There are plenty of fossil records of pre-humans, homo australipithicus, homo afarencis, homo erectus, homo sapien neaderthalis. These are all alternate evolutionary endpoints of the human family tree. Most have died out. Granted there are some holes in the evolutionary tree, for which no fossil record has been found.

But think about this, which other creatures perform specialized rituals with corpses? Proto human species may have performed rituals such as cremation with wouldn’t leave much for a fossil record. Granted this wouldn’t account for ALL bodies, some should still remain, but it’s a big world, and the dirt is pretty darned deep, maybe we just haven’t found them yet.

Besides, why would it be that we share 90% of our genetic material with almost every other mammal - Although the prospect of being 90% walrus (coo-coo-ca-choo) doesn’t impress me much, it still points to a single common ancestor.


Quote (Mr Soul @ Mar. 30 2005,20:02)
Man wouldn't necessary evolve on every continent, so I'm not exactly sure what your question is?

Well it's does seem odd, that plants, fish, birds, incects ect, would all be able to evolve on the continents of Americas, but somehow man did not?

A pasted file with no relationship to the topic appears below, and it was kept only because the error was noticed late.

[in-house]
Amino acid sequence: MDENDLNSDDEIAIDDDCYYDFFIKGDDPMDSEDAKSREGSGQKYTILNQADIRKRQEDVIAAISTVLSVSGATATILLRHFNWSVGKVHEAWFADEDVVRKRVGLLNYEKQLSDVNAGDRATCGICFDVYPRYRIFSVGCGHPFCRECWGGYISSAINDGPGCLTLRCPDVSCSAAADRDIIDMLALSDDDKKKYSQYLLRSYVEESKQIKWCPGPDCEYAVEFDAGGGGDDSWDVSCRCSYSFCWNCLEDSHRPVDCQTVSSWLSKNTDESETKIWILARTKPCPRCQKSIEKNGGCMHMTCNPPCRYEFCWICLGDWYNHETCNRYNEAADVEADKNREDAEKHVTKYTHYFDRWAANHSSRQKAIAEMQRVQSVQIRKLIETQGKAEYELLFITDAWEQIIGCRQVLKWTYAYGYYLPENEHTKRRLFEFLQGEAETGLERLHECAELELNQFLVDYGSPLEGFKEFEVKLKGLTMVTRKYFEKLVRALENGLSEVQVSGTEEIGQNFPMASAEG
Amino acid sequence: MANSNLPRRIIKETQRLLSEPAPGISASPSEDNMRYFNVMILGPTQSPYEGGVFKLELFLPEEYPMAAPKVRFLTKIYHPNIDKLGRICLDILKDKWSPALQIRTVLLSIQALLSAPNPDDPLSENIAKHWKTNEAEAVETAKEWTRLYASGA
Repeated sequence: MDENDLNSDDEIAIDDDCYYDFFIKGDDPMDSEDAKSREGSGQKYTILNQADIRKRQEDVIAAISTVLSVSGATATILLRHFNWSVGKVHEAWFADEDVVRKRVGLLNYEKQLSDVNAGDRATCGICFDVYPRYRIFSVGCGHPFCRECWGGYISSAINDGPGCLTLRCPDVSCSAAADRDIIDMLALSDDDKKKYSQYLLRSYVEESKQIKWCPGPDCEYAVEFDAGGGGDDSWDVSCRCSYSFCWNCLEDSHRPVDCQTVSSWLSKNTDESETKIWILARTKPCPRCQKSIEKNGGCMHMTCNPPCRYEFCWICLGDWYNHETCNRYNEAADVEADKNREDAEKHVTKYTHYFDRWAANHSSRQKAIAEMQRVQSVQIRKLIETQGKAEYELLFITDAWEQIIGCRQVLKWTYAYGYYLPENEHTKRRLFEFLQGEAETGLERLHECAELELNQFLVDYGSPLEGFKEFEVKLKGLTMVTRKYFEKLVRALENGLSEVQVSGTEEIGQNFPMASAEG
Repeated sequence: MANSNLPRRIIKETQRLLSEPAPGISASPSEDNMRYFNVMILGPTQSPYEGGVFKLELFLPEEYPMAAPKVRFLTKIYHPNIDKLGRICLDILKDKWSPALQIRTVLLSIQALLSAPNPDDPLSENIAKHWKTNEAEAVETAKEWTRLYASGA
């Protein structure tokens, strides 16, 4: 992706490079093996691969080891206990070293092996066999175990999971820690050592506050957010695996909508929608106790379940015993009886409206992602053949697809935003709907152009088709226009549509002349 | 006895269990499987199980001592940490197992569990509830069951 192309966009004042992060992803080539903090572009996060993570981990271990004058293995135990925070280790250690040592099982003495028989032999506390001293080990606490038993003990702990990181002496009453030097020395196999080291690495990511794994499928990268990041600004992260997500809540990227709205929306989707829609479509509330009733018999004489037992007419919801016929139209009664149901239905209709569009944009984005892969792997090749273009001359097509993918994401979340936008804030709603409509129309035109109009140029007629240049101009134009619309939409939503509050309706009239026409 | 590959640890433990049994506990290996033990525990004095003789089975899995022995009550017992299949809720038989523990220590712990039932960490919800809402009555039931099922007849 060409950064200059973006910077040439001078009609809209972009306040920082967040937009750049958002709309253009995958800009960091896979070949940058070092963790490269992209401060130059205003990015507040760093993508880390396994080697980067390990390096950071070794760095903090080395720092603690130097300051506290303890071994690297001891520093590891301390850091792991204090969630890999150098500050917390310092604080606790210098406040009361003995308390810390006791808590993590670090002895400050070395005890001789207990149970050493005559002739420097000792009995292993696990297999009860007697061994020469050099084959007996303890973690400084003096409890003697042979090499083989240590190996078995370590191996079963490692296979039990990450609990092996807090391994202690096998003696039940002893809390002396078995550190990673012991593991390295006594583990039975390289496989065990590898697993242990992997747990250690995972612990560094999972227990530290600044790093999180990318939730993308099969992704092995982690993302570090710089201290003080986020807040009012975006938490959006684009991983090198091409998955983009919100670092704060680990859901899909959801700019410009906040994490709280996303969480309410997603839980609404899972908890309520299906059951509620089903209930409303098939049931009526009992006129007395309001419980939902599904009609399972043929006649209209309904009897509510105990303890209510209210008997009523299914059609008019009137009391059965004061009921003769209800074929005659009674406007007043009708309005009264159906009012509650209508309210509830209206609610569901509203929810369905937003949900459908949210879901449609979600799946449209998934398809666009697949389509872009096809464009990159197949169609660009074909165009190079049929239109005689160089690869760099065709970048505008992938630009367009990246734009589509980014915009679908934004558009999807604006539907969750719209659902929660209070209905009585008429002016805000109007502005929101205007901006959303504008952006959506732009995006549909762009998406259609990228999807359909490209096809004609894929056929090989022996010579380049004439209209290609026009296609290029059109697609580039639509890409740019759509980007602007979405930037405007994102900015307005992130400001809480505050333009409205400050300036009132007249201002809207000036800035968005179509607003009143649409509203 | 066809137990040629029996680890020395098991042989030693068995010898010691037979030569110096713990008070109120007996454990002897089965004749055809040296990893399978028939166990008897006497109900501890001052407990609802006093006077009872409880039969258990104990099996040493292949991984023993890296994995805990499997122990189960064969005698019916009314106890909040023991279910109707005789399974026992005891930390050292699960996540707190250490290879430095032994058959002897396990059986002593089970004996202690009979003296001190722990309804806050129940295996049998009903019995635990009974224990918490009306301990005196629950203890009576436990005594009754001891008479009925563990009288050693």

If every other livng organism evolved around the same time on all continents (inculding the US), what possible explination would there be for man only evolviing in one small area?

For example, there are so may insect species and plant's in the rain forest, it would take another hundred or so years for us to list catagorize them all, but yet man was unable to evolve in these seemingly ideal conditions?

It's just little things like that that just don't add up.
If eveolution was true, there should be whole sections of land that have no life at all, seeing is it didn't evolve there! Since man only evolved in one area, than the same should hold true for all other life on this

Quote (chutz @ Mar. 30 2005,20:08)
Besides, why would it be that we share 90% of our genetic material with almost every other mammal - Although the prospect of being 90% walrus (coo-coo-ca-choo) doesn't impress me much, it still points to a single common ancestor.


lol at the Paul reference.....

Anyway a single common ancestor or single common creater? which ever is easier to believe I guess....teehee
Quote (Mr Soul @ Mar. 30 2005,16:37)
I'm looking for a discussion on how bogus ID is. If you'd like to contribute please do.

I see what your saying Mike,

I was fortunate enought to go to a private Christian school where evolution wasn't taught.--hence my lack of understanding! lol